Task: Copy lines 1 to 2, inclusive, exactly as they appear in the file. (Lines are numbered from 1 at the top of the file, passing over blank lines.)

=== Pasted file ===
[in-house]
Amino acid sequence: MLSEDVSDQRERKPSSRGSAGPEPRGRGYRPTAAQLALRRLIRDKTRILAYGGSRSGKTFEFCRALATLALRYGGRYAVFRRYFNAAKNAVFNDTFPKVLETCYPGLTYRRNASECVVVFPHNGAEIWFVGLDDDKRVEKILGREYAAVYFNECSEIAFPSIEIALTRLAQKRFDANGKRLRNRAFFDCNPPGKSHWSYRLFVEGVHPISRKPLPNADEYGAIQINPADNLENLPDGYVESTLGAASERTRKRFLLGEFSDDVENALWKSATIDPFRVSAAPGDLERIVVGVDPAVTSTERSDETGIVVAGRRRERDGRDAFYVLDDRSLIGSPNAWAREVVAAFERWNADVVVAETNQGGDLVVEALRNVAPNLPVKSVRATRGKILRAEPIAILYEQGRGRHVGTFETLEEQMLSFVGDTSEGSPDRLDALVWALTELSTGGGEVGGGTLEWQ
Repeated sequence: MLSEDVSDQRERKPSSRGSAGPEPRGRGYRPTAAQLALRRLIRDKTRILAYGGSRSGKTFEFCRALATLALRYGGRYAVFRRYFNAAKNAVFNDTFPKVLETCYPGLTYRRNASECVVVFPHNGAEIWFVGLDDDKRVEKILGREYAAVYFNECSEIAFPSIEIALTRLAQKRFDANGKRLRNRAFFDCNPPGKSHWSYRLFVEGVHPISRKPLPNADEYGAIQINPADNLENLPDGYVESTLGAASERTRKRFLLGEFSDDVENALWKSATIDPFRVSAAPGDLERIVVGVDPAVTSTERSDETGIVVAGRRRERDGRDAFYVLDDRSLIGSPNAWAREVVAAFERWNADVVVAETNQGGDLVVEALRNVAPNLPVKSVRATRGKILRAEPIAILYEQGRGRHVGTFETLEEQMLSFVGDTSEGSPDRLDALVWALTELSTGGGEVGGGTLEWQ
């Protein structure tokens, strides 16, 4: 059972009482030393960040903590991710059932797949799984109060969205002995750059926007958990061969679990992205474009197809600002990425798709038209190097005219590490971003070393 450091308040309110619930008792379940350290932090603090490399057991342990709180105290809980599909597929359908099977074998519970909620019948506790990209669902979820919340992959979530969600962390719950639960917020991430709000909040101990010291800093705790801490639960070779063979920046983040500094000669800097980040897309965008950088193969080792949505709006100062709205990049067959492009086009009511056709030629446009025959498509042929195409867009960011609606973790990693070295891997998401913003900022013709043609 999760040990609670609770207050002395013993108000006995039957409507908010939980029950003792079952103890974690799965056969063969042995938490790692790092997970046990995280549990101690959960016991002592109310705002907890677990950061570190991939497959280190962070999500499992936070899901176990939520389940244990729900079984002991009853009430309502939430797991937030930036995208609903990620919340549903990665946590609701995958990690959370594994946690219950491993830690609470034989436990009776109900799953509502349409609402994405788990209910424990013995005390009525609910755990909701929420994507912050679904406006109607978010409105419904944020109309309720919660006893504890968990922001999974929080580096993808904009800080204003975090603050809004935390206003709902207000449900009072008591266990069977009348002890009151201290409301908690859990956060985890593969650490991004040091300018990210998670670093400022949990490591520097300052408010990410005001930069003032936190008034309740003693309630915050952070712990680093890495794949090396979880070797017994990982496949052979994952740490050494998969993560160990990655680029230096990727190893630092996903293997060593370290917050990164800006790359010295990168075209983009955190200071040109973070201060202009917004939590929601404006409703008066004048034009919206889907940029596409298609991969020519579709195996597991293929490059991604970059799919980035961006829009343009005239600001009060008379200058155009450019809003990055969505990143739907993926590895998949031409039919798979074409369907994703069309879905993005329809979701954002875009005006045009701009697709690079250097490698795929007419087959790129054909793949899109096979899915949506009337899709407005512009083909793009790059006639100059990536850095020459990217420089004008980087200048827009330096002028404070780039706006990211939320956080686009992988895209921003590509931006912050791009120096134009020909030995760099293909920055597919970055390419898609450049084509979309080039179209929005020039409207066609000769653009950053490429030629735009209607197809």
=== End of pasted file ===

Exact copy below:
[in-house]
Amino acid sequence: MLSEDVSDQRERKPSSRGSAGPEPRGRGYRPTAAQLALRRLIRDKTRILAYGGSRSGKTFEFCRALATLALRYGGRYAVFRRYFNAAKNAVFNDTFPKVLETCYPGLTYRRNASECVVVFPHNGAEIWFVGLDDDKRVEKILGREYAAVYFNECSEIAFPSIEIALTRLAQKRFDANGKRLRNRAFFDCNPPGKSHWSYRLFVEGVHPISRKPLPNADEYGAIQINPADNLENLPDGYVESTLGAASERTRKRFLLGEFSDDVENALWKSATIDPFRVSAAPGDLERIVVGVDPAVTSTERSDETGIVVAGRRRERDGRDAFYVLDDRSLIGSPNAWAREVVAAFERWNADVVVAETNQGGDLVVEALRNVAPNLPVKSVRATRGKILRAEPIAILYEQGRGRHVGTFETLEEQMLSFVGDTSEGSPDRLDALVWALTELSTGGGEVGGGTLEWQ